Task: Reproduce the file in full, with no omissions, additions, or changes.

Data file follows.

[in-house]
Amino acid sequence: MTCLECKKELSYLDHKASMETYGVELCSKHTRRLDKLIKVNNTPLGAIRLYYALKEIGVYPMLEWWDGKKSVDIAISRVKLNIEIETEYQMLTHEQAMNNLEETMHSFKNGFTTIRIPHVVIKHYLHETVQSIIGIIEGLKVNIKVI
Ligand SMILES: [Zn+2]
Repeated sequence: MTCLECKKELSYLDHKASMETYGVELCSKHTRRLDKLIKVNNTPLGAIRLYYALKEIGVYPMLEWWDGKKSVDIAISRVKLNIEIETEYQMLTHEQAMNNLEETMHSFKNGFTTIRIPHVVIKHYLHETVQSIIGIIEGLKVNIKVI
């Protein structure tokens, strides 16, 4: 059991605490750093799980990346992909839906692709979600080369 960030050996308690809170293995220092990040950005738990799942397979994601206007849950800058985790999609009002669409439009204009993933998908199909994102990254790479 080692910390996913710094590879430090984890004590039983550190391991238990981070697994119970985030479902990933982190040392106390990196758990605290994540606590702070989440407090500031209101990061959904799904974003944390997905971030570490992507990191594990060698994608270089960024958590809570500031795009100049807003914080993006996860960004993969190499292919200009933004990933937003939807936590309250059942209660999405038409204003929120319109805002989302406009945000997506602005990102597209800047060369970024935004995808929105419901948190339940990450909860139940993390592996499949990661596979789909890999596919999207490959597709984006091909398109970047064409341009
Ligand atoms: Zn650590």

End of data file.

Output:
[in-house]
Amino acid sequence: MTCLECKKELSYLDHKASMETYGVELCSKHTRRLDKLIKVNNTPLGAIRLYYALKEIGVYPMLEWWDGKKSVDIAISRVKLNIEIETEYQMLTHEQAMNNLEETMHSFKNGFTTIRIPHVVIKHYLHETVQSIIGIIEGLKVNIKVI
Ligand SMILES: [Zn+2]
Repeated sequence: MTCLECKKELSYLDHKASMETYGVELCSKHTRRLDKLIKVNNTPLGAIRLYYALKEIGVYPMLEWWDGKKSVDIAISRVKLNIEIETEYQMLTHEQAMNNLEETMHSFKNGFTTIRIPHVVIKHYLHETVQSIIGIIEGLKVNIKVI
């Protein structure tokens, strides 16, 4: 059991605490750093799980990346992909839906692709979600080369 960030050996308690809170293995220092990040950005738990799942397979994601206007849950800058985790999609009002669409439009204009993933998908199909994102990254790479 080692910390996913710094590879430090984890004590039983550190391991238990981070697994119970985030479902990933982190040392106390990196758990605290994540606590702070989440407090500031209101990061959904799904974003944390997905971030570490992507990191594990060698994608270089960024958590809570500031795009100049807003914080993006996860960004993969190499292919200009933004990933937003939807936590309250059942209660999405038409204003929120319109805002989302406009945000997506602005990102597209800047060369970024935004995808929105419901948190339940990450909860139940993390592996499949990661596979789909890999596919999207490959597709984006091909398109970047064409341009
Ligand atoms: Zn650590």